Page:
Non-cell autonomous astrocyte-mediated neuronal toxicity in prion diseases
JournalActa Neuropathologica Communications
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AbstractUnder normal conditions, astrocytes perform a number of important physiological functions centered around neuronal support and synapse maintenance. In neurodegenerative diseases including Alzheimer’s, Parkinson’s and prion diseases, astrocytes acquire reactive phenotypes, which are sustained throughout the disease progression. It is not known whether in the reactive states associated with prion diseases, astrocytes lose their ability to perform physiological functions and whether the reactive states are neurotoxic or, on the contrary, neuroprotective. The current work addresses these questions by testing the effects of reactive astrocytes isolated from prion-infected C57BL/6J mice on primary neuronal cultures. We found that astrocytes isolated at the clinical stage of the disease exhibited reactive, pro-inflammatory phenotype, which also showed downregulation of genes involved in neurogenic and synaptogenic functions. In astrocyte-neuron co-cultures, astrocytes from prion-infected animals impaired neuronal growth, dendritic spine development and synapse maturation. Toward examining the role of factors secreted by reactive astrocytes, astrocyte-conditioned media was found to have detrimental effects on neuronal viability and synaptogenic functions via impairing synapse integrity, and by reducing spine size and density. Reactive microglia isolated from prion-infected animals were found to induce phenotypic changes in primary astrocytes reminiscent to those observed in prion-infected mice. In particular, astrocytes cultured with reactive microglia-conditioned media displayed hypertrophic morphology and a downregulation of genes involved in neurogenic and synaptogenic functions. In summary, the current study provided experimental support toward the non-cell autonomous mechanisms behind neurotoxicity in prion diseases and demonstrated that the astrocyte reactive phenotype associated with prion diseases is synaptotoxic. © 2021, The Author(s).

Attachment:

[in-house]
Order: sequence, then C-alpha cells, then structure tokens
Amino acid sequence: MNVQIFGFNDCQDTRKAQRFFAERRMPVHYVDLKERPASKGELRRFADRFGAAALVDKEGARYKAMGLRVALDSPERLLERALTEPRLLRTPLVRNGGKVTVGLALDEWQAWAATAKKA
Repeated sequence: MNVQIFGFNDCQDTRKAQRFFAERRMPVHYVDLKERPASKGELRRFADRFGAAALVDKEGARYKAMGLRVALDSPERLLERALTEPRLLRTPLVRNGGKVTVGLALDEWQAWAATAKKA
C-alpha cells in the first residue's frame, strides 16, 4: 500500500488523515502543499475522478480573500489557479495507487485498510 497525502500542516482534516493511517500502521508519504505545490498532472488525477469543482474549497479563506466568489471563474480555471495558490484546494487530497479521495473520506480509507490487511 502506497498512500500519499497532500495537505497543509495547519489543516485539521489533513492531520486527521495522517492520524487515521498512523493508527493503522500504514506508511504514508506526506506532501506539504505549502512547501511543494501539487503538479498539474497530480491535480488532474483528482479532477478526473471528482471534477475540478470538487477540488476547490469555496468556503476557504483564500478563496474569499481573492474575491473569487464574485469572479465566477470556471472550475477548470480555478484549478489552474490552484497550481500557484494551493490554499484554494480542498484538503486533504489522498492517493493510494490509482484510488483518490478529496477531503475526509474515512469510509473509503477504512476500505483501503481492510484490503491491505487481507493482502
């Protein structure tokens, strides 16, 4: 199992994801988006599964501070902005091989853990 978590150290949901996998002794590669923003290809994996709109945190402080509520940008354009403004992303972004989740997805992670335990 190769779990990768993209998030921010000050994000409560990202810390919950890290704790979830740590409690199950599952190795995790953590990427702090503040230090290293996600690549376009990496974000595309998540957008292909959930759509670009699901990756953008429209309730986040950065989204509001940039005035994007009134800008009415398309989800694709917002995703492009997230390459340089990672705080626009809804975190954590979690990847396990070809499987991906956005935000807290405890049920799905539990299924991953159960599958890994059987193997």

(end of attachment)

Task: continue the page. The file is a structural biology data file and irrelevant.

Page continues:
Identifier to cite or link to this itemhttp://hdl.handle.net/10713/14744
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